Here's another view of the same area from a different angle (once again taken from the dirt path between the borders and the hedge that surrounds them)

This view looking east shows off the California poppies and the fresh red foliage of the dwarf peppermint willow shrubs (Agonis flexuosa 'Nana') I pruned back hard in January

This and the following photo show segments of the south side garden that I often overlook.  Cistus x skanbergii is blooming on the right.  The succulents lining the path are mostly Graptoveria 'Fred Ives'.

This is the other side of the bed shown on the right in the prior photo.  The Cotinus coggyygria I cut nearly to the ground is rebounding but the ornamental grasses (Pennisetum 'Fireworks') have not done so yet.


Taking the path to the right of the cement wall shown in the prior photo brings us down to the lower level of the front garden.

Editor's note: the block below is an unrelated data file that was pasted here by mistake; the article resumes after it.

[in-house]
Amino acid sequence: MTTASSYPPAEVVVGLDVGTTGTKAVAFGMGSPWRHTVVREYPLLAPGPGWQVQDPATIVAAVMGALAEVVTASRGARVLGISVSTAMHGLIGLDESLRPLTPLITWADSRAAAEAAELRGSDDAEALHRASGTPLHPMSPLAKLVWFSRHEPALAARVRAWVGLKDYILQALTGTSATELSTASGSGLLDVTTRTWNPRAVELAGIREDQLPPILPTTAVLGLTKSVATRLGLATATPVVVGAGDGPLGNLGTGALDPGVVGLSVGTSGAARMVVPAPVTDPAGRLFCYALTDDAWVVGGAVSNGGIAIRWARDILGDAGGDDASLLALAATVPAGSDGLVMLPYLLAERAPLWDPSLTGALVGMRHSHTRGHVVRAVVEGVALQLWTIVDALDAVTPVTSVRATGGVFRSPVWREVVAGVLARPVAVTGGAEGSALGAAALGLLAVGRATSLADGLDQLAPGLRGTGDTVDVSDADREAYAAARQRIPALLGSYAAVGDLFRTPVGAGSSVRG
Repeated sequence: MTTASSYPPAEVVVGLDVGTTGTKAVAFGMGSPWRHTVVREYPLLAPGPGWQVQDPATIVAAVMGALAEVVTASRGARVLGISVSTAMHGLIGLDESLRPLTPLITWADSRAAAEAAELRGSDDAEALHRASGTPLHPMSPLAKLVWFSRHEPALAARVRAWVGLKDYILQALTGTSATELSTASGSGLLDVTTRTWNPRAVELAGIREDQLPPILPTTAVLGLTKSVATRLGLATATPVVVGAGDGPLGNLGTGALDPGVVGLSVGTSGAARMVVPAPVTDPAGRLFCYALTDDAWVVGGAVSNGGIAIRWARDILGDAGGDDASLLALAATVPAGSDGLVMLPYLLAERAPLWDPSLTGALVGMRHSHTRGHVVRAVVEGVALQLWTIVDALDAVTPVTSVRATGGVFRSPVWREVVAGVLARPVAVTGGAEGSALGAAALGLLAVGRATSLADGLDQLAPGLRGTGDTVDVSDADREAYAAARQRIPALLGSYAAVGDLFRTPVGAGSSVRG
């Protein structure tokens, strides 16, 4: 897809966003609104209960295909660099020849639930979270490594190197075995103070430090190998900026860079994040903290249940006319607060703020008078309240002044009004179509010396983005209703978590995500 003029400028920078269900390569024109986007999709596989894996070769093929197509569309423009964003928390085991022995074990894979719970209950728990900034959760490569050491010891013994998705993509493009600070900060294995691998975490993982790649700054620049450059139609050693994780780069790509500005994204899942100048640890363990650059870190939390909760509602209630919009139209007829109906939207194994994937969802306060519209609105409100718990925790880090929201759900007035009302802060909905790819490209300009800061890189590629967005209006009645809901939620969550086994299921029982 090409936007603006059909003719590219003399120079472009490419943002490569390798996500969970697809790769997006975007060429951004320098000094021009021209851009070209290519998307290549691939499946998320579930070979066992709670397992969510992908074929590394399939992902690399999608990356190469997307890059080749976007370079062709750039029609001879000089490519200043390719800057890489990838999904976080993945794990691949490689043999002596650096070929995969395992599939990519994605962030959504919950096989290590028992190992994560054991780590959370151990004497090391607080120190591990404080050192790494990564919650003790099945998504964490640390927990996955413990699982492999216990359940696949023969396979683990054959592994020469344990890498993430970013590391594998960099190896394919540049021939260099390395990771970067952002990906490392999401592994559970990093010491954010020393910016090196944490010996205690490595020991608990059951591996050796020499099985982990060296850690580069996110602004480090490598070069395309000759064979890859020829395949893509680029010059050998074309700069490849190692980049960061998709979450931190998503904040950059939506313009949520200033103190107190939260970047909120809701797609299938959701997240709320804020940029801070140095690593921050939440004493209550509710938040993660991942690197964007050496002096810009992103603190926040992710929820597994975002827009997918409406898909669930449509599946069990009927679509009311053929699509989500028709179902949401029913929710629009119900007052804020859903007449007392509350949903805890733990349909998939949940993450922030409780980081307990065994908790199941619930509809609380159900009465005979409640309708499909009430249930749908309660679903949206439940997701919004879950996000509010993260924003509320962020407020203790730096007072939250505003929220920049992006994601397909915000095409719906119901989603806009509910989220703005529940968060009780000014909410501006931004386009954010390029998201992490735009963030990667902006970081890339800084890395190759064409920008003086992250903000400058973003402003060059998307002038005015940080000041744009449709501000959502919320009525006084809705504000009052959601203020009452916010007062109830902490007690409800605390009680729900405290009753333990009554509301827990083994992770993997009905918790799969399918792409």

This is where my lath (shade) house sits.  This view looking east hides a gopher burrow!


The lath house area borders the street.  Here's a view of the succulent bed planted there:

I've done very little with this area since I took down the remains of the 2 Agave desmettiana that bloomed last year.  The Xylosma congestum shrubs we added 3 (or more?) years ago to extend the hedge on the left that came with the house are finally beefing up, which may require that I edit this area sometime this year.


Walking along the street brings us to the driveway and the main level of the front garden.

Path to the front door

This is the bed to the left of the path, dominated by the Hong Kong orchid tree (Bauhinia x blakeana) and Leptospermum 'Copper Glow'.  Arctotis 'Pink Sugar' is currently in full bloom here.  I still haven't planted anything to screen the new air conditioning unit we installed last year.